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Stage 4 colon ca survival rates

lissalou
Posts: 3
Joined: Aug 2007

My husband was diagnosed with stage 4 colon cancer in May. He had a resection in 2001 and chemo w/ 5FU/Leucovorin. We thought everything was going to be okay when he reached his 5-year mark cancer free, but his CEA was elevated at the last check, so tests revealed the cancer popped back up in several spots in both lungs and a 7 cm tumor in the upper left lung.(Nothing in the colon, surprisingly) He is on FOLFOX w/ Avastin every other week. The doctor just puts him off when he asks about his prognosis, so the last time he just out and asked "Am I going to live", and all the doctor would say is "You're living now, aren't you?" All he is asking for is an approximate survival time with this protocol. Does anybody have any idea?

vinny3's picture
vinny3
Posts: 933
Joined: Jun 2006

Most survival rates are based on old data. In a way, his doctor is right, the best thing to do is to keep on living. You will surely hear from others on this board who were diagnosed Stage 4 and who are now NED and from others who have persisted keeping the disease at bay for quite sometime. Don't try to put an endpoint on life even though we all know at some point we will reach that. Enjoy each day. As has been said here before, as long as we breathe there is always hope.

Dick

StacyGleaso's picture
StacyGleaso
Posts: 1250
Joined: Mar 2003

This is one area I have a hard time keeping silent about. As far as prognosis, no doctor is that good. And if they can tell you your "expiration date" be sure to ask for some winning lottery numbers, too.

What would your husband do differently if he knew his prognosis? Don't wait for a doctor to tell you how to live. I echo Dick's advice: "Enjoy each day" ; "as long as we breathe there is hope." That is the best advice for anyone who has or hasn't been diagnosed with cancer or any other health condition.

If the doctor tells you ten years, and you live to nine years and 364 days, does that make your doctor wrong? Or in the other direction, he gives you ten years and you live twenty.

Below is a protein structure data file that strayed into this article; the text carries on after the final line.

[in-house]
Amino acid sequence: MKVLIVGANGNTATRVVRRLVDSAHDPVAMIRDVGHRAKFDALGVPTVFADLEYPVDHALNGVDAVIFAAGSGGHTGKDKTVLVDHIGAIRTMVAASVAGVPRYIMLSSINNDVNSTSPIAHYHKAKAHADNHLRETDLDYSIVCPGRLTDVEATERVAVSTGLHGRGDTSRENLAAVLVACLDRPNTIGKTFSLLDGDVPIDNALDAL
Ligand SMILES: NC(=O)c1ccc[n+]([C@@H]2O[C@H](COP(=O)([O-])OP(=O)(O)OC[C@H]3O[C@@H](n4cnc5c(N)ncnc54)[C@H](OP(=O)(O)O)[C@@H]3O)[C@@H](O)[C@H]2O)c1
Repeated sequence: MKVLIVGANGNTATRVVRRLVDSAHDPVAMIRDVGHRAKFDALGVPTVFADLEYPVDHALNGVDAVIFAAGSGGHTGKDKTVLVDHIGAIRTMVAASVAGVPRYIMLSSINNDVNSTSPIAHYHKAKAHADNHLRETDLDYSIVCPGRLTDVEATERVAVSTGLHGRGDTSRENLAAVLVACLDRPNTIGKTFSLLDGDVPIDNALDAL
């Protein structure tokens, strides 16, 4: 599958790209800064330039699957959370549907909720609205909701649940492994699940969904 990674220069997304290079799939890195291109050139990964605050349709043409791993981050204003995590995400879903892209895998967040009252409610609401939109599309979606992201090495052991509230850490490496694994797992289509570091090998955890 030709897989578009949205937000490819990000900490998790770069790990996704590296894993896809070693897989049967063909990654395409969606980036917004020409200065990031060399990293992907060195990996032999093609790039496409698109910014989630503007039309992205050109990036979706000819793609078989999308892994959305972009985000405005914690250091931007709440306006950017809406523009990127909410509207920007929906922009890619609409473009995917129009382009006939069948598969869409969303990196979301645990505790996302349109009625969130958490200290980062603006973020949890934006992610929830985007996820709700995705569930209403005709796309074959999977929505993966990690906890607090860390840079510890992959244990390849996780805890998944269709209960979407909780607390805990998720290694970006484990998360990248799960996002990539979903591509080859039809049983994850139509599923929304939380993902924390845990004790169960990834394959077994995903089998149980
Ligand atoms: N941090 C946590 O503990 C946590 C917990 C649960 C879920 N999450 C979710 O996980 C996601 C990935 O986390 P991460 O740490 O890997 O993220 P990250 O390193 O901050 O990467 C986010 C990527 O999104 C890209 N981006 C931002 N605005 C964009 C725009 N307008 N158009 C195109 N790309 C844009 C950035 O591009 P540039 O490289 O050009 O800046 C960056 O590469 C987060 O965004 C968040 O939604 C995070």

Personally, I don't believe anything good can come from a prognosis. Any of us can beat cancer only to have something else take away our lives. Don't hinge your living on an expiration date....as we all know, those are reserved for dairy products, not people.

LIVE!!!!!!!!!!!!!

Hugs,
Stacy

kerry's picture
kerry
Posts: 1317
Joined: Jan 2003

I totally echo Stacy's advice. I've never asked for a prognosis, don't want to have a prognosis. I want to enjoy each and every day and believe that I am going to prevail. Attitude is about half of this battle with cancer - if the doctor told me I would have XX # of months/years left, my attitude wouldn't be worth a hoot!

Live each day, enjoy each day and as Stacy said, even if you don't have cancer, it's good advice!!

Kerry

kbienapfl's picture
kbienapfl
Posts: 61
Joined: Sep 2006

I would have to agree with the other posts. Psychologically,I believe a set prognosis is very limiting.

For example, my oncologist never told me that I have incurable cancer. He explained that I have 'treatable' cancer. I went to Sloan-Kettering for a second opinion and was told I have incurable cancer and not to expect my life expectancy to be more than five years.

I felt Sloan gave me a death sentence. When I explained to my local oncologist the news that Sloan delivered he was quite disappointed.

From my personal experience, prior to my trip to Sloan, I felt what I had was beatable and my attitude carried with that. My level of fear has risen significantly since my five year prognosis.